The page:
I walked away from all that long ago, preferring the company of my real friends, those who know me, those who actually care, those who would never think of making others feel like shit in order to pacify some sort of hole they have inside themselves. And the thing is, most of them aren’t artists. Some are - painters, musicians, writers - but the overwhelming majority of them have other professions and to be honest, never really talk to me about my writing. Our friendships are not based on things like this. They’re based on being human beings, as it should be. We sometimes discuss books, music, films and quite often we don’t agree. For instance, I love Bob Dylan and Ernest Hemingway - two figures that have influenced me greatly. They don’t. While I may not understand why Dylan and Hemingway may not connect with them, I certainly don’t use it as a yardstick to judge them as human beings and try to make them feel like shit for it. People are who they are. You either accept them for who they are or you don't.
But this is what happens among the so-called “hip” set, or at least it did then. I’m sure it still happens. I’m sure there are young people out there, going to the parties in all the “cool neighborhoods” that are being attended by all the struggling artists, musicians and women that they desire, putting up fronts in order to “fit in.” Peer pressure shit. High school crap. Whether it be your esthetic choices or what neighborhood you live in, everyone is under a microscope. It reminds me of a low-rent version of sophisticated cocktail parties. Everything you say, do, or respond to is judged, filed away and remembered and your conversations with other human beings are more like questionnaires, as if you’re one of those sad contestants on a reality show, waiting for the dramatic pause to end to see whether or not you’ll be voted off the island. Such shit, all of this, and sad being that it comes from supposed adults. But yet some will twist themselves into a pretzel in order to impress these self-aggrandizing assholes, these children who think becoming their friend is a favor they are bestowing upon you, as if you desire their company more than anything else in the world.
This is the kind of bullshit one has to contend with when pursuing the arts. This will be your social circle if you care to be around it. Perhaps this is why some of the more famous writers and artists choose to remain private and not hobnob with these self-important idiots. They turn people into objects. They like to label and categorize them like book on a shelf, separated into genres, categories and judged based on what category they happen to be. Oh, and you better be the right category, or else be met with rudeness or outright contempt. This is the “cool kid” club you saw in the high school hallway, and they carried this inanity into their adult lives. But it happens. I’ve seen it. I’ve experienced it. And it’s sad, pathetic.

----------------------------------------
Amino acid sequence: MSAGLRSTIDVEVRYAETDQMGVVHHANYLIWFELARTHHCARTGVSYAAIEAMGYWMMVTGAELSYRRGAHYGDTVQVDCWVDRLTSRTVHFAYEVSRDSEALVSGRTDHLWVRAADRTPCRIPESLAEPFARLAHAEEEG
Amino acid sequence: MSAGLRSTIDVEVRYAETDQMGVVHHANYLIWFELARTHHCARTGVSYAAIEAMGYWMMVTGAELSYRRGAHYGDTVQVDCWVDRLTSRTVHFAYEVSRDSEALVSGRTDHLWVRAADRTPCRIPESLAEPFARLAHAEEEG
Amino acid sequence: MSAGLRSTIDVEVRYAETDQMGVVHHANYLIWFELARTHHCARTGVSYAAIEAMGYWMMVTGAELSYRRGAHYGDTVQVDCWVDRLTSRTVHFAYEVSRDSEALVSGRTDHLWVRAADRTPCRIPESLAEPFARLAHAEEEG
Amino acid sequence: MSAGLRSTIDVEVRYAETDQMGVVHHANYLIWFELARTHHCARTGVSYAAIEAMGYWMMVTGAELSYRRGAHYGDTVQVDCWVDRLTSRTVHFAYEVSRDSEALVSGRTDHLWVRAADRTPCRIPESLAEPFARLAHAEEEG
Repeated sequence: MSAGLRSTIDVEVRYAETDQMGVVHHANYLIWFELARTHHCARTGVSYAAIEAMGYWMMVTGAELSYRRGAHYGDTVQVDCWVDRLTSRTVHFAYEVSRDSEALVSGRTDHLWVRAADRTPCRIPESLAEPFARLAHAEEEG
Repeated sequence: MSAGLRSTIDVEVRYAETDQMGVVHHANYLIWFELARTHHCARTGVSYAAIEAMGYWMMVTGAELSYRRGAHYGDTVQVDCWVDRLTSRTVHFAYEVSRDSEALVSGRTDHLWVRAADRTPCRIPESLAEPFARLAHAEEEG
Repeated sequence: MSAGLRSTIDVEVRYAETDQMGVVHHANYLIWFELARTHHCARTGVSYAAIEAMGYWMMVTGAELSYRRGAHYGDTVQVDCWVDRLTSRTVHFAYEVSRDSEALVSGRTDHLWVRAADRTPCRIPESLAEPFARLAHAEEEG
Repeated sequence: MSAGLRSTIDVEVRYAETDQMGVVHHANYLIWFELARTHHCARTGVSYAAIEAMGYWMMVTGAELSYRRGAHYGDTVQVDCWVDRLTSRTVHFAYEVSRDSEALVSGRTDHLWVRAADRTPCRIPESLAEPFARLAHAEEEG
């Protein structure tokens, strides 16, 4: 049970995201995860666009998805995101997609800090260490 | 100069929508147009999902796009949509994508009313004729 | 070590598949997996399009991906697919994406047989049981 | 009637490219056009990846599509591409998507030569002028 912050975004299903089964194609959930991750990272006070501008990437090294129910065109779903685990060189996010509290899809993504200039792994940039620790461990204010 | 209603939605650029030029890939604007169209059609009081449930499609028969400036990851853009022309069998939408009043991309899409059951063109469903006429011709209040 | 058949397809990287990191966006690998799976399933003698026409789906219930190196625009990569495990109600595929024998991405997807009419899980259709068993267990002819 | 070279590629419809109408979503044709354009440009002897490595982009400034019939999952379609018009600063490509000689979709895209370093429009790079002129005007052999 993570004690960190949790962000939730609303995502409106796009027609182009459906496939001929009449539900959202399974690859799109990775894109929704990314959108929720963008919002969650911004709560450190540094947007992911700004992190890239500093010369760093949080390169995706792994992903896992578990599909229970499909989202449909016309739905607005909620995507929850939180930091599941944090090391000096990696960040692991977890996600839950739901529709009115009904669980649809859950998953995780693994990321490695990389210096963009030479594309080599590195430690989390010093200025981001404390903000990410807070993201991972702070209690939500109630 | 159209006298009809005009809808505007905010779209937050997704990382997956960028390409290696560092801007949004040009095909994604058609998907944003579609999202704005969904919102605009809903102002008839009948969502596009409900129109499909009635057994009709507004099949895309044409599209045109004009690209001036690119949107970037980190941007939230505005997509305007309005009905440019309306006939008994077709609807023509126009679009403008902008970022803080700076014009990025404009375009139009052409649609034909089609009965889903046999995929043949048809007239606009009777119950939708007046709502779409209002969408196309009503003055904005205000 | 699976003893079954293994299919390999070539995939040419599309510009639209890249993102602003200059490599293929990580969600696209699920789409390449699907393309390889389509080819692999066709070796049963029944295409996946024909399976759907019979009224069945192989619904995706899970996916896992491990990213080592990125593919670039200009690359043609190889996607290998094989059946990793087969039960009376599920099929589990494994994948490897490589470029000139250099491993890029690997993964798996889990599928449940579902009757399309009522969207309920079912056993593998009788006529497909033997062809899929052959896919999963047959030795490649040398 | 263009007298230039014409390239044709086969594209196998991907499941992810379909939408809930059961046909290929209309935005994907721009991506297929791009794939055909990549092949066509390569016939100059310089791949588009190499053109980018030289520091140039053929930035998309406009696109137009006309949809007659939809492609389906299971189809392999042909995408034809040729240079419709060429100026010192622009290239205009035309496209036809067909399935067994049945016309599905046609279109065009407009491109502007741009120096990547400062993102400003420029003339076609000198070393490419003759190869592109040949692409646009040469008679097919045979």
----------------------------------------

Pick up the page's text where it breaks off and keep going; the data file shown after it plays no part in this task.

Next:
So you are an artist, a writer, a musician, a whatever. What do you do? Do you cowtow to these idiots or do you hunker down and do your own thing, the way it is supposed to be? Hopefully you are doing your own thing, totally unconcerned with this cavalcade of nonsense and immaturity. Hopefully your energy is focused on getting your work done, creating, following your own muse to the best of your ability and actually being the adult in the room. I’ve witnessed these little social scenes come and go for near thirty years now - and over those thirty years, every little social group eventually disappears only to be replaced by a new one, each one as insidious as the last. And the funny thing is, with the exception of very very few of them, none of them ever amounted to anything. For all their posturing, for all their “expertise”, the overwhelming majority of them never produced a God damn thing, even independently. For all their self-declared genius, I rarely ever saw anything come out of them. Only pontifications, crowing, attitude. Never a piece of actual work.
So hunker down, my friends, and focus on what’s truly important. The one thing I can say with certainty is that it's not these folks. They will come and go just like they did before - and you will see nothing from them. Ever. And that’s because, deep down, they are nothing. Merely caricatures, clichés dreamed up in Hollywood studios or in the pages of old artist biographies about a world long gone, that is, if it ever really existed in the first place. You have more important things to do, more important things to accomplish. Remember that.